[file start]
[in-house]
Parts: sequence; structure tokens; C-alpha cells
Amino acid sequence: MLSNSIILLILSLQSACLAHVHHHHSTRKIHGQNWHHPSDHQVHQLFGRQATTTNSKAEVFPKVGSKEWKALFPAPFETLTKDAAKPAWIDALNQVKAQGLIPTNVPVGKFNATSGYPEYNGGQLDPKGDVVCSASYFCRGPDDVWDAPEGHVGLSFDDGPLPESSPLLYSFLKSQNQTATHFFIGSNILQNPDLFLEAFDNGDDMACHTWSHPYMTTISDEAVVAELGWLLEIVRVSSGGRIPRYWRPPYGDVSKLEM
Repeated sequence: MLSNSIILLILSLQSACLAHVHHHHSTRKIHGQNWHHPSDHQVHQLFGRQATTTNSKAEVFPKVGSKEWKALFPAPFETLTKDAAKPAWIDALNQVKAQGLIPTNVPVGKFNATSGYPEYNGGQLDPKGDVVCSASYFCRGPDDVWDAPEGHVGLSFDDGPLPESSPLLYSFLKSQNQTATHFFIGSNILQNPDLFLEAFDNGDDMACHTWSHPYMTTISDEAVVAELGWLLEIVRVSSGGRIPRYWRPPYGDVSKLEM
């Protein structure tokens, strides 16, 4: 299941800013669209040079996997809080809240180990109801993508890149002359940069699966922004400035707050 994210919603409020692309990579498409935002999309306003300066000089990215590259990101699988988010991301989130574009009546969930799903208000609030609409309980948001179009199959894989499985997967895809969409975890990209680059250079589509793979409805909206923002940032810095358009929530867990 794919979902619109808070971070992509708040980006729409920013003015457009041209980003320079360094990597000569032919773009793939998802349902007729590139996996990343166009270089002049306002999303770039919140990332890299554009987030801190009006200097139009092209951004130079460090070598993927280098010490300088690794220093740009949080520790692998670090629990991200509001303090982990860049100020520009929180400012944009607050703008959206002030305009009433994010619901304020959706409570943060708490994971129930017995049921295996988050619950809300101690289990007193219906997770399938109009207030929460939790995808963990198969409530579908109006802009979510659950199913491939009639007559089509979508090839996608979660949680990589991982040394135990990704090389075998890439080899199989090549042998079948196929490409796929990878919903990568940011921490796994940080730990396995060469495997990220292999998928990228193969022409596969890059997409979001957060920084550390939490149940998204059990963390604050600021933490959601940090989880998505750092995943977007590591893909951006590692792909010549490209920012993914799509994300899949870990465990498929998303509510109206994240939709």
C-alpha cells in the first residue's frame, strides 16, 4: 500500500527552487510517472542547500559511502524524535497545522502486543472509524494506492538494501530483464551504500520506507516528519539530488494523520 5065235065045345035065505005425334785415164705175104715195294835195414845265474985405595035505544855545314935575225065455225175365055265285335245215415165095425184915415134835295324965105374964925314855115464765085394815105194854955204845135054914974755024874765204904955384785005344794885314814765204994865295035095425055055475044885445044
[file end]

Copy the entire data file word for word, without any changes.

[in-house]
Parts: sequence; structure tokens; C-alpha cells
Amino acid sequence: MLSNSIILLILSLQSACLAHVHHHHSTRKIHGQNWHHPSDHQVHQLFGRQATTTNSKAEVFPKVGSKEWKALFPAPFETLTKDAAKPAWIDALNQVKAQGLIPTNVPVGKFNATSGYPEYNGGQLDPKGDVVCSASYFCRGPDDVWDAPEGHVGLSFDDGPLPESSPLLYSFLKSQNQTATHFFIGSNILQNPDLFLEAFDNGDDMACHTWSHPYMTTISDEAVVAELGWLLEIVRVSSGGRIPRYWRPPYGDVSKLEM
Repeated sequence: MLSNSIILLILSLQSACLAHVHHHHSTRKIHGQNWHHPSDHQVHQLFGRQATTTNSKAEVFPKVGSKEWKALFPAPFETLTKDAAKPAWIDALNQVKAQGLIPTNVPVGKFNATSGYPEYNGGQLDPKGDVVCSASYFCRGPDDVWDAPEGHVGLSFDDGPLPESSPLLYSFLKSQNQTATHFFIGSNILQNPDLFLEAFDNGDDMACHTWSHPYMTTISDEAVVAELGWLLEIVRVSSGGRIPRYWRPPYGDVSKLEM
């Protein structure tokens, strides 16, 4: 299941800013669209040079996997809080809240180990109801993508890149002359940069699966922004400035707050 994210919603409020692309990579498409935002999309306003300066000089990215590259990101699988988010991301989130574009009546969930799903208000609030609409309980948001179009199959894989499985997967895809969409975890990209680059250079589509793979409805909206923002940032810095358009929530867990 794919979902619109808070971070992509708040980006729409920013003015457009041209980003320079360094990597000569032919773009793939998802349902007729590139996996990343166009270089002049306002999303770039919140990332890299554009987030801190009006200097139009092209951004130079460090070598993927280098010490300088690794220093740009949080520790692998670090629990991200509001303090982990860049100020520009929180400012944009607050703008959206002030305009009433994010619901304020959706409570943060708490994971129930017995049921295996988050619950809300101690289990007193219906997770399938109009207030929460939790995808963990198969409530579908109006802009979510659950199913491939009639007559089509979508090839996608979660949680990589991982040394135990990704090389075998890439080899199989090549042998079948196929490409796929990878919903990568940011921490796994940080730990396995060469495997990220292999998928990228193969022409596969890059997409979001957060920084550390939490149940998204059990963390604050600021933490959601940090989880998505750092995943977007590591893909951006590692792909010549490209920012993914799509994300899949870990465990498929998303509510109206994240939709």
C-alpha cells in the first residue's frame, strides 16, 4: 500500500527552487510517472542547500559511502524524535497545522502486543472509524494506492538494501530483464551504500520506507516528519539530488494523520 5065235065045345035065505005425334785415164705175104715195294835195414845265474985405595035505544855545314935575225065455225175365055265285335245215415165095425184915415134835295324965105374964925314855115464765085394815105194854955204845135054914974755024874765204904955384785005344794885314814765204994865295035095425055055475044885445044